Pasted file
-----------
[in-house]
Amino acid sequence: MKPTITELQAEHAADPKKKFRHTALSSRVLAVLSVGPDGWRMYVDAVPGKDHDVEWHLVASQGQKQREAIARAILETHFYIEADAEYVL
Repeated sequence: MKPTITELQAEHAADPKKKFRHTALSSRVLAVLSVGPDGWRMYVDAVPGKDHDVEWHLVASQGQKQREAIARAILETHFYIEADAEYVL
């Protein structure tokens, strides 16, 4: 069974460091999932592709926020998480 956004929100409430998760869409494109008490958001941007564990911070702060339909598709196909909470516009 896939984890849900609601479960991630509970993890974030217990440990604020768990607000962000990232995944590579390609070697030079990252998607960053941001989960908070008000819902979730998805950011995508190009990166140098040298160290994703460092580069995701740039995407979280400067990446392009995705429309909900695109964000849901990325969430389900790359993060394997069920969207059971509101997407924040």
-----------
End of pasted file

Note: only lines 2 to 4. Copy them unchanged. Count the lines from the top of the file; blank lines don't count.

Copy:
Amino acid sequence: MKPTITELQAEHAADPKKKFRHTALSSRVLAVLSVGPDGWRMYVDAVPGKDHDVEWHLVASQGQKQREAIARAILETHFYIEADAEYVL
Repeated sequence: MKPTITELQAEHAADPKKKFRHTALSSRVLAVLSVGPDGWRMYVDAVPGKDHDVEWHLVASQGQKQREAIARAILETHFYIEADAEYVL
């Protein structure tokens, strides 16, 4: 069974460091999932592709926020998480 956004929100409430998760869409494109008490958001941007564990911070702060339909598709196909909470516009 896939984890849900609601479960991630509970993890974030217990440990604020768990607000962000990232995944590579390609070697030079990252998607960053941001989960908070008000819902979730998805950011995508190009990166140098040298160290994703460092580069995701740039995407979280400067990446392009995705429309909900695109964000849901990325969430389900790359993060394997069920969207059971509101997407924040």